CSUN virtual reality lab provides hands-on experience

Jessyca Dewey

In the early 1970s, the video gaming industry was considered a small and newly developing field of technology. Today, it is hardly so. In fact, the Bureau of Labor has predicted that the growth of software publishing will expand by 67.9 percent between 2002 and 2012. Mike Barnes, CSUN computer science professor, has long realized this increase in demand as an opportunity for incoming students.

In 1993, Barnes attended a conference on virtual reality and was interested enough to bring the idea of a virtual reality lab back to the campus. After sparking interest in some of his computer science students and fellow faculty, the group began brainstorming for ideas and writing proposals for funding and equipment to bring a virtual reality lab to CSUN.

“We were originally just working out of my office,” Barnes said. Original plans for the lab were deterred briefly due to the 1994 earthquake but the current lab, which is located in Jacaranda Hall, was quickly reestablished in 1995.

“The main purpose for this lab is to support the course, Computer Science 565, which is an advanced computer graphics class. It’s a graduate class that upper-division seniors can also take. So that’s one of its main goals. It also supports individual projects at the graduate and undergraduate level,” said Barnes, who is the main overseer of the lab.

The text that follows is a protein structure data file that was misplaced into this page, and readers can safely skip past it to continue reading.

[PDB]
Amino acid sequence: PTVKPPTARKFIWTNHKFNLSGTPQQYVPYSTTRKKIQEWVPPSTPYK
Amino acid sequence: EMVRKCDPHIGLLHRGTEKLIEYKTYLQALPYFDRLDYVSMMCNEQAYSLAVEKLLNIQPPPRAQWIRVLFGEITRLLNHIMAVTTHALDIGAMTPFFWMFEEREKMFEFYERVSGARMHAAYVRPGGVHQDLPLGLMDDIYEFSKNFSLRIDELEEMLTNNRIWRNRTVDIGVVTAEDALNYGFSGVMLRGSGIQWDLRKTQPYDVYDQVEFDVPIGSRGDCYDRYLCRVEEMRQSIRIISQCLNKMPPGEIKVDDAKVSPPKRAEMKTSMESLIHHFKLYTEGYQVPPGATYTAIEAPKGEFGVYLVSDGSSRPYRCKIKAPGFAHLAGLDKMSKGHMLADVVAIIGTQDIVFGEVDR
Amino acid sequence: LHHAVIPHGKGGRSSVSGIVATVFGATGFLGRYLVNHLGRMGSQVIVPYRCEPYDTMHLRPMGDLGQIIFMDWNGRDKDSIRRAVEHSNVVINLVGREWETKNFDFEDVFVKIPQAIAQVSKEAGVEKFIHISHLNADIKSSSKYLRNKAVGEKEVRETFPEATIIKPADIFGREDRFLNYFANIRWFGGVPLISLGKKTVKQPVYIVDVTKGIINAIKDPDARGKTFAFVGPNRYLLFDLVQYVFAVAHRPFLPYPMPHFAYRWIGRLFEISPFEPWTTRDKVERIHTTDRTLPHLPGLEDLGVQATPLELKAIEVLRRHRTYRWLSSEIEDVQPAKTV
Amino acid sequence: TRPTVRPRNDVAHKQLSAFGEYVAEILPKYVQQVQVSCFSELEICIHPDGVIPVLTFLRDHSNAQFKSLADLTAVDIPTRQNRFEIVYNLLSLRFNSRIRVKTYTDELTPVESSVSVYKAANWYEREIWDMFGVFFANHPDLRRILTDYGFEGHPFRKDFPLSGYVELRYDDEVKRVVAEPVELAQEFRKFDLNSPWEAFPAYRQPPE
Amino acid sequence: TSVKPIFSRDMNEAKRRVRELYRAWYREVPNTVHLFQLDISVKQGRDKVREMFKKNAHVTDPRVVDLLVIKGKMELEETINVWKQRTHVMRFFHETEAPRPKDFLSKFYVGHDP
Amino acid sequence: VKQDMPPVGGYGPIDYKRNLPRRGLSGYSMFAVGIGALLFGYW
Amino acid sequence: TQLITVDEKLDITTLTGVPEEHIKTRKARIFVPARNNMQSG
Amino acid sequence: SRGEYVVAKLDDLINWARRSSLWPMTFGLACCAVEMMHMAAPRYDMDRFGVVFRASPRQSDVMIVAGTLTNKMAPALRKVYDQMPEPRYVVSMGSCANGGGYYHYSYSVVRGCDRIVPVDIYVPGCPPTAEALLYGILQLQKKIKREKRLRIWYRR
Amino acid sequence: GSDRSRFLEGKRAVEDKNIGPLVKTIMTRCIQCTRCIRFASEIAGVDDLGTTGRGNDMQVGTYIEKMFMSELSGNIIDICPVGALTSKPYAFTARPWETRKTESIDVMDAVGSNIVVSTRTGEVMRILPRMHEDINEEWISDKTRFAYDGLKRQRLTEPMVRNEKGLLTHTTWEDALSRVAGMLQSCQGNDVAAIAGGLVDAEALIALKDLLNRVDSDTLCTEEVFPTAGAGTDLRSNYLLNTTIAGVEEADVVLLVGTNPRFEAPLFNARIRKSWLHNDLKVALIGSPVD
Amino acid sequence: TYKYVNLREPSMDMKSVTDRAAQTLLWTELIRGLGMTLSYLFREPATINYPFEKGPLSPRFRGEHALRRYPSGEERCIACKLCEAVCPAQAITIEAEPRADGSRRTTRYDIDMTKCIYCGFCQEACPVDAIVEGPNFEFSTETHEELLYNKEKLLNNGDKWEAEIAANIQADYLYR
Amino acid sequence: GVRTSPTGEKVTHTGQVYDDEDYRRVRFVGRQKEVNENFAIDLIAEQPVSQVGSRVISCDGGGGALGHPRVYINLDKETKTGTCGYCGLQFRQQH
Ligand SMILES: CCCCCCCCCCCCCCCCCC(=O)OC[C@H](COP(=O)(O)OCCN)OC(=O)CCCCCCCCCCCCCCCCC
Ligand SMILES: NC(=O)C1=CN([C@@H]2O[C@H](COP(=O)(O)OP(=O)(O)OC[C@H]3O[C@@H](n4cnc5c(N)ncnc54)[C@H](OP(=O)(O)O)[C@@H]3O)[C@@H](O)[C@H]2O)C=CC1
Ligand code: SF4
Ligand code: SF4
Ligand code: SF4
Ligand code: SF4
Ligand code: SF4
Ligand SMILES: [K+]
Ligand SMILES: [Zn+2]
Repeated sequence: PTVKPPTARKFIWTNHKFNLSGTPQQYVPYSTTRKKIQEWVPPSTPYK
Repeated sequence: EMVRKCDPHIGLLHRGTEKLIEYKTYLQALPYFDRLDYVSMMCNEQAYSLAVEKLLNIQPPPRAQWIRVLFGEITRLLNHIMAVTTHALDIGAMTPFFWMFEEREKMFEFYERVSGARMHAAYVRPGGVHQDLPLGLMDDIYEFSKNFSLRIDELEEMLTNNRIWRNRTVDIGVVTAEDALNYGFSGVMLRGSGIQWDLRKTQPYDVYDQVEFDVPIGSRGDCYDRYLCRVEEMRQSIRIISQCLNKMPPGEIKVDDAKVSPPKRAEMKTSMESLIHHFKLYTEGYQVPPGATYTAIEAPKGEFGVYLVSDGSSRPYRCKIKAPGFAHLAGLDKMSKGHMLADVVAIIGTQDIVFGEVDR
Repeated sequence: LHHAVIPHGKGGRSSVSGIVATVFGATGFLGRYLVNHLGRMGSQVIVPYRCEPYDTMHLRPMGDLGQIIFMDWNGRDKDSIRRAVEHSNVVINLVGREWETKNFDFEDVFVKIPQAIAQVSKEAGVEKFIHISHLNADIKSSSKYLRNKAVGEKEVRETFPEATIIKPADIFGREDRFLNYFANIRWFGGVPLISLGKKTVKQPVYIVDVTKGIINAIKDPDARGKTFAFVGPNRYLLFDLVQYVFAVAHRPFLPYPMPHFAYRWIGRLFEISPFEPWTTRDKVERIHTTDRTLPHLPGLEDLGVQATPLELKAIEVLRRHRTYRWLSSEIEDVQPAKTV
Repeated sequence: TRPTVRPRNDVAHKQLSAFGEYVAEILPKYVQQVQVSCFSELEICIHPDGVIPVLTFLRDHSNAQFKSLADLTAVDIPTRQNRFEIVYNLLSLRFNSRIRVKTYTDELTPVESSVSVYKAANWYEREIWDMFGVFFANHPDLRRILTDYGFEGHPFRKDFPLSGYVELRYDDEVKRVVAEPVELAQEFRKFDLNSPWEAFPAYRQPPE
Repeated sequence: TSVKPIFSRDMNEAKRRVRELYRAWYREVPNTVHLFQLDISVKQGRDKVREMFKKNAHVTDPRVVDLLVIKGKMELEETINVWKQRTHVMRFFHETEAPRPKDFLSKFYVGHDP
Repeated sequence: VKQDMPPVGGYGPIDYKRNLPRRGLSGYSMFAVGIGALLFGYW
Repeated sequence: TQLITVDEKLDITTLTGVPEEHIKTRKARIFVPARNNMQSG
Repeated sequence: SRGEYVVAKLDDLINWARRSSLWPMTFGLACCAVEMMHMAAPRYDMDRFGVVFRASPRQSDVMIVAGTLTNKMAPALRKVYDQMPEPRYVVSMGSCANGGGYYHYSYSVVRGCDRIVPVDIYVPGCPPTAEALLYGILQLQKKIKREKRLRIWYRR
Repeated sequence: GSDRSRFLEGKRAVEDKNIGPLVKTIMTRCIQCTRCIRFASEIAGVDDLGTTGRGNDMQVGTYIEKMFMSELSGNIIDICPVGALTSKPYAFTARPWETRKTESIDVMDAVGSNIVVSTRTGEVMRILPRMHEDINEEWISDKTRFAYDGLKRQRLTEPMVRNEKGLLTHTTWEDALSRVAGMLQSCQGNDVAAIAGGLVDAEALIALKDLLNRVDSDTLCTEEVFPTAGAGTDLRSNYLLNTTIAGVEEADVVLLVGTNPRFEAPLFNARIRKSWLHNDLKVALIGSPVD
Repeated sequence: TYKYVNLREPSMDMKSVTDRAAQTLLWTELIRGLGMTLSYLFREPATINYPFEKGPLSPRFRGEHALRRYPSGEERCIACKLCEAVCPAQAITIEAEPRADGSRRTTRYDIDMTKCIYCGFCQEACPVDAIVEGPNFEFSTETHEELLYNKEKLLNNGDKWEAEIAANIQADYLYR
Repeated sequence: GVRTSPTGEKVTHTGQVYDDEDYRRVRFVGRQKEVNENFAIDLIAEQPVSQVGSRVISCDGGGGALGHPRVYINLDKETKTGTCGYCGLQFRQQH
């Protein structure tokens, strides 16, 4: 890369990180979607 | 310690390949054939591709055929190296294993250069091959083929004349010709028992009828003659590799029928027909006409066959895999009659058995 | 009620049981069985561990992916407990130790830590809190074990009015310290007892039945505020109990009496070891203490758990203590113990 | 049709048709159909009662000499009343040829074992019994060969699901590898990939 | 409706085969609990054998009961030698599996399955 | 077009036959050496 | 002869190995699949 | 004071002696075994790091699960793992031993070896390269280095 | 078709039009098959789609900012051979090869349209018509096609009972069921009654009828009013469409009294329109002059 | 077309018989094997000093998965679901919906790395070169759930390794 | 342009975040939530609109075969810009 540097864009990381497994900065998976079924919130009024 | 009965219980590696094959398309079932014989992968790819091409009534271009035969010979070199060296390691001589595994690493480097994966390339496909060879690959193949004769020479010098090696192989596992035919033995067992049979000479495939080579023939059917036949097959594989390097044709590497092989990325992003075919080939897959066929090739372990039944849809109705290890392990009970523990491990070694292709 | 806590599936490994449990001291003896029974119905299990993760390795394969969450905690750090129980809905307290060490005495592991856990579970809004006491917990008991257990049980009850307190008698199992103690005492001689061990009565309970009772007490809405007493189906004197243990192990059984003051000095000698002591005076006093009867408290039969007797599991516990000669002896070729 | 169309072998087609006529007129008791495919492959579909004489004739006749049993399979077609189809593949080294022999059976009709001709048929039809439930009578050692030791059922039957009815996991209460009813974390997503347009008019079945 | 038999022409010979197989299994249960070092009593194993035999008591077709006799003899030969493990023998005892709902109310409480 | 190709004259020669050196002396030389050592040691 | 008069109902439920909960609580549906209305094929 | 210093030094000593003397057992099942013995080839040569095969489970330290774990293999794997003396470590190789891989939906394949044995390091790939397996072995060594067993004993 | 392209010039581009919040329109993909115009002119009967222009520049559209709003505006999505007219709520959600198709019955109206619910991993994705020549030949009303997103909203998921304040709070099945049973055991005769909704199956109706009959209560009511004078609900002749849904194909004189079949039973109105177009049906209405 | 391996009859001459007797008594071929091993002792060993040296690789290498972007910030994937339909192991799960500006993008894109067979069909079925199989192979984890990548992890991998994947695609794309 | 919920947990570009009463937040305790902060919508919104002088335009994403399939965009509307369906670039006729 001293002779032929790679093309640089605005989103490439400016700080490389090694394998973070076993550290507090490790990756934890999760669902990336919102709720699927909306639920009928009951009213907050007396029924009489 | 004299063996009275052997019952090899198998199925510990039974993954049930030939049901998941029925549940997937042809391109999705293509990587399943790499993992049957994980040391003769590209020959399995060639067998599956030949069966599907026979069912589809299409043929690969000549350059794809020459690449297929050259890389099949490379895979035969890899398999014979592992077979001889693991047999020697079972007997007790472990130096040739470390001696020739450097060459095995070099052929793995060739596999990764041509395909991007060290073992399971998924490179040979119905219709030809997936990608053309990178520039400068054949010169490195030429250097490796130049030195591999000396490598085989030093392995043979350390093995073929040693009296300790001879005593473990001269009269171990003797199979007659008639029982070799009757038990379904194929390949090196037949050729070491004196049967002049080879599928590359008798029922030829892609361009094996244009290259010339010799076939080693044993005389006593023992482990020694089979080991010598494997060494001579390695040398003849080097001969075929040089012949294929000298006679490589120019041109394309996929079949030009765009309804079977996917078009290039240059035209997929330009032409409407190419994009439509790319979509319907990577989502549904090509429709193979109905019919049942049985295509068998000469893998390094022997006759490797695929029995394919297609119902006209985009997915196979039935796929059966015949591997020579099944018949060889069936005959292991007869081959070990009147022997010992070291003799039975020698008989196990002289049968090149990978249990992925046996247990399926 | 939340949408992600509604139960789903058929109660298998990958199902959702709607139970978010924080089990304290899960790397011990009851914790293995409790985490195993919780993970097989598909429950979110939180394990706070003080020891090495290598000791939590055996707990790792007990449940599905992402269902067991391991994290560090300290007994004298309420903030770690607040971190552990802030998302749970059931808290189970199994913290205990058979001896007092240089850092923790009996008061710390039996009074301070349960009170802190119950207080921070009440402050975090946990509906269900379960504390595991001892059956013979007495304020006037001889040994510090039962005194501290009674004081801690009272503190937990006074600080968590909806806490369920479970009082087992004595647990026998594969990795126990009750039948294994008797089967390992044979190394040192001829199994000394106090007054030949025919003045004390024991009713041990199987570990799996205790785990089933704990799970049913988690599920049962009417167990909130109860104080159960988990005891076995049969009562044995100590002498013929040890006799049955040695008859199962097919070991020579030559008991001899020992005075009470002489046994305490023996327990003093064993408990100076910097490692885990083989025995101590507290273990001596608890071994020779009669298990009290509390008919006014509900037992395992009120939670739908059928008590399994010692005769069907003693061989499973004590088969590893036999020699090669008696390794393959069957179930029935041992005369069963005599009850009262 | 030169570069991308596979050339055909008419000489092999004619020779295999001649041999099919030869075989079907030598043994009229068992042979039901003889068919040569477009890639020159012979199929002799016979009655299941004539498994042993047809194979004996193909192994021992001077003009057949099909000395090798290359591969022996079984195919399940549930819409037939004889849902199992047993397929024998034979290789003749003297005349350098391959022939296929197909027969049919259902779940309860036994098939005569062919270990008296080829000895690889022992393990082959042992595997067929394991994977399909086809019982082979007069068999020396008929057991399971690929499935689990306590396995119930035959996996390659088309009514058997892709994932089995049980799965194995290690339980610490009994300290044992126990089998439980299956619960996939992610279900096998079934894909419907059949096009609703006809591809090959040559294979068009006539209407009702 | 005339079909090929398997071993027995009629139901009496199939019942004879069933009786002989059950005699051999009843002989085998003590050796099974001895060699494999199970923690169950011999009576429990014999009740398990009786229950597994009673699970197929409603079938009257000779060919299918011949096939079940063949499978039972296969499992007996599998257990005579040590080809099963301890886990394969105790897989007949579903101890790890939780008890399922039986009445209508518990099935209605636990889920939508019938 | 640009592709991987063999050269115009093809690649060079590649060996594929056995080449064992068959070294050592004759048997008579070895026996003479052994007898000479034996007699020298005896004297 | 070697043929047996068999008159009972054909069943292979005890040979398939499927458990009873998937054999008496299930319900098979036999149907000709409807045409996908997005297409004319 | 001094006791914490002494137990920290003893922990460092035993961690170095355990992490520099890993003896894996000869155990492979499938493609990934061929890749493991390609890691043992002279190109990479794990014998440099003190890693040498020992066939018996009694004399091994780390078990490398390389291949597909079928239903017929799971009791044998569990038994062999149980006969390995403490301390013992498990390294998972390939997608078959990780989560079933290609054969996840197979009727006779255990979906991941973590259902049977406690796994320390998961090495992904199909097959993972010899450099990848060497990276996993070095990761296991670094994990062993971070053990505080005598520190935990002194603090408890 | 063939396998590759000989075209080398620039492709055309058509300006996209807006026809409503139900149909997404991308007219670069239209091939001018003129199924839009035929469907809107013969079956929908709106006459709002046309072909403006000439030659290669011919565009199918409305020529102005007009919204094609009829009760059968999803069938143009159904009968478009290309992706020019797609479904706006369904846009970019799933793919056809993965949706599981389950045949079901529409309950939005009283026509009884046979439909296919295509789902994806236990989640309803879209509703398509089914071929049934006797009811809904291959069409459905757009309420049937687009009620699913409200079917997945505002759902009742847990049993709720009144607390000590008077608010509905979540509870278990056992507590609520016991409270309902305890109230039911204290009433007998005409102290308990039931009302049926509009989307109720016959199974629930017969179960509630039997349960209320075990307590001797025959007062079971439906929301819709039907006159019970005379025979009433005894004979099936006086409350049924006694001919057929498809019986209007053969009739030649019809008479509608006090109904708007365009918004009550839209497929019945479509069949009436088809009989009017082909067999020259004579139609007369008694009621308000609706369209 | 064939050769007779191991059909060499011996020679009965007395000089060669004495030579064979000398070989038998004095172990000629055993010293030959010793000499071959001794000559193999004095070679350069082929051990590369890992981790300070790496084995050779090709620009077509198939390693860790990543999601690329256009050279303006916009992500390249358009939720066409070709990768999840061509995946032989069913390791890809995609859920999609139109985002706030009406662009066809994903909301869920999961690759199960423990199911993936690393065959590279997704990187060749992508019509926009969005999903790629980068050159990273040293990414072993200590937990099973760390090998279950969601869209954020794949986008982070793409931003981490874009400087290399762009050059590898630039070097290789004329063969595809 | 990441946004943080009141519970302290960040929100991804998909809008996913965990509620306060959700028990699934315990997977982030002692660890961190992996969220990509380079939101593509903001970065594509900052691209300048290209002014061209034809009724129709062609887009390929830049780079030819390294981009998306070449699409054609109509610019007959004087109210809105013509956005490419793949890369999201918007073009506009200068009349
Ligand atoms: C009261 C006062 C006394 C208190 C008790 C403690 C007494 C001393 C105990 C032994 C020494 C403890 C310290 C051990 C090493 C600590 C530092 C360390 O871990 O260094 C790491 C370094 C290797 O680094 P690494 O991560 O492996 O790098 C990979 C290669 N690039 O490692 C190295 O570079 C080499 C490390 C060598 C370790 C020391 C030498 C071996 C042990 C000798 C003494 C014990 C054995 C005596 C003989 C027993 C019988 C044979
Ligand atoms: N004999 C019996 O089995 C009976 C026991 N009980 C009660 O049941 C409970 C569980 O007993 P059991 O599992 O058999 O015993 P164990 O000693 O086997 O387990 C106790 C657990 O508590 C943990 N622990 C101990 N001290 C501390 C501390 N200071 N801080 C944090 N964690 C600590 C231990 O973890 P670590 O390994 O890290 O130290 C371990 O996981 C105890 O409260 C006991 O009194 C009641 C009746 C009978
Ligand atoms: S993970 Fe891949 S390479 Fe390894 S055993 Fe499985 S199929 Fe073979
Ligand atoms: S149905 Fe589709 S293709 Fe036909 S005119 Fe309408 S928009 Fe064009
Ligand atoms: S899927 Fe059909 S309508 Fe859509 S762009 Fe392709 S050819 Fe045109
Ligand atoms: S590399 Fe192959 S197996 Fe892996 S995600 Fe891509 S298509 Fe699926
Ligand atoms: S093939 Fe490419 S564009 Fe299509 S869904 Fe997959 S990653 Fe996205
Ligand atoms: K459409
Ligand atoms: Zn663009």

“It’s really kind of an open experimentation environment for (students),” Barnes said. He allows the students to work with the lights turned off, listening to heavy metal music, which is different than any of the other labs in the department.

“We actually have a lot of fun in here. We really appreciate the freedom Professor Barnes gives us. It’s really valuable,” said Dinu Proca, a former student of the Computer Science 565 class.

This open environment has helped to encourage the completion of 17 projects since 1997 with more than half of these being master theses for graduate students.

Many of these projects consist of the development or design of a computer game that may, to the average person, seem fairly simple in concept. Such projects, however, are generally anything but simple.

“It’s a huge amount of work and this looks like a chintzy project but we worked for two weeks until four in the morning,” Proca said about one such project, a video game that he and his team had designed.

Barnes has discovered, while grading many of these assignments, that they are sometimes too difficult for even him to play. He said he has to slow down the program just so he can grade it.

The lab offers a plethora of hands-on learning experience for students who may be looking to break into the computer graphics industry. Technology available in the lab varies from stereoscopic lenses, which allow the viewer to experience the computer screen in 3-D, to infrared head trackers, which can be used by a video gamer to adjust the view of the game through head movement rather than the use of a joystick or computer controls.

The lab also contains software and hardware capable of game designing, three-dimensional world building and scientific visualization design, development and analysis.

According to Proca, the class was extremely helpful for those students interested in getting into the video game industry because, due to its hands-on nature, the students were able to learn whether or not they enjoyed working with such technology or if it simply was not for them.